The hidden hunger strike at Egypt’s Aqrab prison


Authorities deny strikes, even as families protest for detained relations and harsh visiting conditions

Families hold signs asking 'Why are you preventing clothes [inside the prison]? and 'Why are journalists lying in the Aqrab prison cemetery?' (MEE / Anan Saeed)
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Sunday 21 February 2016 18:11 UTC

CAIRO - Families of inmates held at Aqrab maximum security prison in Cairo tried to conceal their faces last week as they announced that many of their detained family members had gone on hunger strikes.

They carried signs protesting against “humiliating” visiting procedures as they picketed on the steps of the Journalists’ Syndicate in Cairo, one of the few public places in Egypt where protests are still allowed.

Across the street, police officers in uniform and civilian clothing stood watching and filming the scene with their mobile phones.

One hundred and fifty of the Aqrab detainees, who families say are all being held on political grounds, have begun full or partial hunger strikes. “This is a rough estimate,” said Aya Alaa Hosny, whose husband is one of about 1,000 detainees who have been charged with what she claims are political crimes, and are held in the Aqrab.

A family member holds a sign asking 'Why do we have to sleep in front of the prison a day before visits?' (MEE / Anan Saeed)

The families gather news from what inmates tell relations during visits.

“So for example, one family will visit their relative, he will tell them that he and five or six other people began a hunger strike, and this is how we keep count,” she said.   

Prison officials have repeatedly denied to local Egyptian media that any hunger strikes are taking place.

Lawyer Mohamed Nassef told Middle East Eye that two of the detainees who are on hunger strikes, Cairo University student Amr Rabee and Sayed Aly, a leading figure of the rebellious football fan group the Ultras White Knights, are not eating because the prison is “breaking their spirits”.

Aly, for example, is still in pre-trial detention, but he is forced to wear a blue uniform like those who have already been charged, his lawyer said.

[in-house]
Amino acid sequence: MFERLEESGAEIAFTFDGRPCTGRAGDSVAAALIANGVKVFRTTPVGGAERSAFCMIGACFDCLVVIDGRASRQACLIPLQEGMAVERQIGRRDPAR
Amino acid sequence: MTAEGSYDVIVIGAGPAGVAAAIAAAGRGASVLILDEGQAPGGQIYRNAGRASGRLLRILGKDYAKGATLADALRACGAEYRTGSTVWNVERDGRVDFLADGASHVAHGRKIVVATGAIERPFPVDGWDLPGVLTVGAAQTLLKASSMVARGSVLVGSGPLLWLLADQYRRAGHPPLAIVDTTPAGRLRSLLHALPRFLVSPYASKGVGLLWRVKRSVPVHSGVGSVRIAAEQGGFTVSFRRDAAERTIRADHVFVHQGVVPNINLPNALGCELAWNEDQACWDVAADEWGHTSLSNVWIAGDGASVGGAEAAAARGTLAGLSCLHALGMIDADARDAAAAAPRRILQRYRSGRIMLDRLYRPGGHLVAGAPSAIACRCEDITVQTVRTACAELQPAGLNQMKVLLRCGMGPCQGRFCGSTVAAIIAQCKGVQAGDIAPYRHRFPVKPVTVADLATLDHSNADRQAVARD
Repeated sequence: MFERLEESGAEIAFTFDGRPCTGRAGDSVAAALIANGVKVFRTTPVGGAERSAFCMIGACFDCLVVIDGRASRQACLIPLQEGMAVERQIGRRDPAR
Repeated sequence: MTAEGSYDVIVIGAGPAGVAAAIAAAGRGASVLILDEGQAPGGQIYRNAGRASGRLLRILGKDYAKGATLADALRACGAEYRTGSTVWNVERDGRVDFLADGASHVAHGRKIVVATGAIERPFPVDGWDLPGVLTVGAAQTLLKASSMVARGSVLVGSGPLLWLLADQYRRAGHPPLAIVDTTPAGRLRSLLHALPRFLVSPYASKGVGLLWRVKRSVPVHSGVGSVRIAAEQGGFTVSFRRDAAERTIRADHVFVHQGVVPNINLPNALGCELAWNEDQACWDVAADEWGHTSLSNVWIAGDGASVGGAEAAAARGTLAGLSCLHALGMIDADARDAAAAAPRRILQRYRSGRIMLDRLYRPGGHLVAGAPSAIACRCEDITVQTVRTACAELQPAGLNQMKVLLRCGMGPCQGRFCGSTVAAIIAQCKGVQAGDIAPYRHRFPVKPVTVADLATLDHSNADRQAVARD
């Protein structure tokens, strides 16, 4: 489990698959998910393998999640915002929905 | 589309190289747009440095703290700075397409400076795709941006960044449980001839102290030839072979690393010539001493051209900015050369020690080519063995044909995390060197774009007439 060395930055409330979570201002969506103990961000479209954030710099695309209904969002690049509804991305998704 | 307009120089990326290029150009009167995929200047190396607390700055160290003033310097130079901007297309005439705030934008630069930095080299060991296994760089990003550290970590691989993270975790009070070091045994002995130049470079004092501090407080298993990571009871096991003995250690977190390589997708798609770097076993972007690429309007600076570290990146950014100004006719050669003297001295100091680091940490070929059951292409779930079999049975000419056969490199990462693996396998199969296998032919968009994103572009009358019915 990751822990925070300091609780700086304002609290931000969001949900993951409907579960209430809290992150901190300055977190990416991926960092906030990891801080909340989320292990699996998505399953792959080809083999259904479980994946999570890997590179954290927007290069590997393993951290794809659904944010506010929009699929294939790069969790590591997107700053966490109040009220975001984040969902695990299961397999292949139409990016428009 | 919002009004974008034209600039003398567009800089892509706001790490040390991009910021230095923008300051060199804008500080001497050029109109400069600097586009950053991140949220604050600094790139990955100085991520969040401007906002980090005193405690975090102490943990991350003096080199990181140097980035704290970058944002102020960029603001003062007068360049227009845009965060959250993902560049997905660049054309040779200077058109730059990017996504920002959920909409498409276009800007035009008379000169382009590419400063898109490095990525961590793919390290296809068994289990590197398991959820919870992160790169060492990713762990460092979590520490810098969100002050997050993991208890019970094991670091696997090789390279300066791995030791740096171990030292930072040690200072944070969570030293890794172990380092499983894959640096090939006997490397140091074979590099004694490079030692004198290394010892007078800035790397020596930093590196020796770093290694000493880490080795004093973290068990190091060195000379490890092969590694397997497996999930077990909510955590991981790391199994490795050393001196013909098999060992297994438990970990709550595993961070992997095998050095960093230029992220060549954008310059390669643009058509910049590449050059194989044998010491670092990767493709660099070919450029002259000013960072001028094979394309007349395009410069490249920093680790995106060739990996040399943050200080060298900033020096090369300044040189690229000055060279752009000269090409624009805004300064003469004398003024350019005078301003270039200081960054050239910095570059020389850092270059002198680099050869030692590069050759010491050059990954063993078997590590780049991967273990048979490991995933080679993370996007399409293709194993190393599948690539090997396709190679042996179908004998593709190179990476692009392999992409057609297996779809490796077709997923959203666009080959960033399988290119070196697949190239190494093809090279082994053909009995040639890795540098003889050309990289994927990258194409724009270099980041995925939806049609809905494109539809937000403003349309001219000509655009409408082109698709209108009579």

That might appear to be a small matter, but it does come down to the details of what clothes they are allowed to wear or not, sanitation, and because “their bodies don’t see the sun,” he said.

In early December, a number of detainees went on a brief hunger strike after officials refused to allow winter clothes and blankets inside the prison.

One anonymous prisoner was able to get out a letter in which he wrote that the detained are “the living dead,” confined in “inhumane” conditions, prohibited from changing their clothes, wearing slippers or leaving their dark, poorly ventilated cells.

The state-backed National Council for Human Rights (NCHR) made a planned official visit to the prison in early January and later released a statement that denied allegations of torture and sexual assault against the prisoners.

Rights workers and the detainees’ families criticised the statement, while families maintained that prison administrators make only temporary improvements before NCHR visits, and that conditions return to their usual state shortly after.      

Families have demanded that prison officials who they claim carry out torture in the prison be held responsible.

Human Rights Monitor, an independent human rights group, said that it has documented cases of torture in which prisoners were hung by their arms for several hours, electrocuted in sensitive areas and severely beaten. The organisation also said that it has documented cases of officers raping detainees.

Radwa Khairy, whose father is imprisoned, said her family arrived at Aqrab at 2am in order to be one of the 20 or 30 families allowed to visit inmates.

“But we were number 50, because so many families had slept there from the night before,” Khairy said.

Her two sisters didn’t want to leave as they had not seen their father since 23 January, just before visits were halted prior to the fifth anniversary of the 25 January 2011 revolution.

“They went to speak to the police officers, who told them to leave … so they began chanting,” Khairy told MEE. “The officers were annoyed and one of them slapped Yomna in the face and another struck Rahma,” she said, referring to her sisters.

“The bruises were so bad, Rahma couldn’t go to school the next day.”

A man holds up a sign reading 'Why are you preventing clothes inside prison?' (MEE / Anan Saeed)

Khairy said that if they had been lucky enough to be granted a five-to-seven minute visit, they could have seen their father only through a glass window and have talked only with phones “that sometimes don’t work”.

For many families, the price they pay for visits is not just emotionally costly, but materially as well, especially for those who make the trip from other regions.

“The trip can cost almost 900 pounds [$115] for those who come from faraway governorates,” Hosny said, adding that families also have to find money to meet the costs of living inside the prison.

“Prison food prices have gone up by 40 percent,” she said, which is almost impossible for some families to cover, especially those whose breadwinners are detained.

Hosny said families found out “by coincidence” last week that they could visit inmates again after the 25 January closure, when two women who went to the prison to leave some money for a relative were told they could go in.

“They asked if they could tell the rest of us, but then we were surprised to find that they only allow the first 20 to 30 families inside, and now they are making people come a day early to register for visits,” she said.

A little boy holds a sign saying: 'Freedom for the prisoners' (MEE / Anan Saeed)